|Seaman 2nd Class Robert Willwerth played this Navy Bugle while he was stationed at Naval Station Great Lakes in 1946.
Artifact Spotlight: Grace McNally WWI Shadow Box
The bugle in the NMAS collection dates from the 1940's and is similar to bugles used here at Great Lakes in 1911.
What exactly is a Bugle? A
regulation U.S. Navy bugle is made of brass and is in the Key of "G". A bugle has five key parts, which include the mouthpiece, the tube, the bell tube, the bell, and the tuning slide.
The official "
Manual for Buglers
", originally dating from 1919, is one in a series of Navy Training Courses prepared by the Bureau of Naval Personnel. This was meant, "
to help the Bugler to learn his duties in minimum time." Designed for self-study, there are six chapters, The Bugler, Sounding the Bugle, Reading Music, Starting your Practice, Bugle Practice, and The Calls.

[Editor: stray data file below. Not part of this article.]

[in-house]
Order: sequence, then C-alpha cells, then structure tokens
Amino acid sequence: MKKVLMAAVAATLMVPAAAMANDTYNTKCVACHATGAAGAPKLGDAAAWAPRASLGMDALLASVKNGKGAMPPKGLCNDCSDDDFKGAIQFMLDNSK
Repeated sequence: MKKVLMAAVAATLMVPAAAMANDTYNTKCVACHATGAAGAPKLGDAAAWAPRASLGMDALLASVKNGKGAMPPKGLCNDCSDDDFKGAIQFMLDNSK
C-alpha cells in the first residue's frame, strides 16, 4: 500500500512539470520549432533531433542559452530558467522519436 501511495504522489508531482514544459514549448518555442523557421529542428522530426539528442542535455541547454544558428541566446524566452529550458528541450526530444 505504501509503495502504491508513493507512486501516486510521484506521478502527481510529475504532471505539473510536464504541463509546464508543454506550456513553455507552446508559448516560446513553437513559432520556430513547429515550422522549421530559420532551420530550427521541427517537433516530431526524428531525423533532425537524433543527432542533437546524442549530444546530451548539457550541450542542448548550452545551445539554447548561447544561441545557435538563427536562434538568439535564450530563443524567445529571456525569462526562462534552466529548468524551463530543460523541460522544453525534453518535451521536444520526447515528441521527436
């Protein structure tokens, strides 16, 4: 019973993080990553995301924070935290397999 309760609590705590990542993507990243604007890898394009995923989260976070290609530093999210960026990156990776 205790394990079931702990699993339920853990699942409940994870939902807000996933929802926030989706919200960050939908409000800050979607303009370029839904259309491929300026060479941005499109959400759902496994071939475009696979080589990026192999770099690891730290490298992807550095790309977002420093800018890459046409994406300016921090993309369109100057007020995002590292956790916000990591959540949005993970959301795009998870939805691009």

What exactly does a Bugler do? The bugle is used as a warning call for the ship. According to the manual, there are over 100 different calls including two of the most recognizable,
. The calls are broken up into three main categories: Routine, Emergency, and Routine and Emergency. An example of a "Routine" call would be
Attention to orders
an "Emergency call" would be
Torpedo Defense Quarters.
In addition, a sample of a "Routine and Emergence Call" would be
which would be "sounded as a signal to secure the ship below the water line for the night during maneuvers or fog."
Today, the bugle is still used and its sound is distinctly recognizable.
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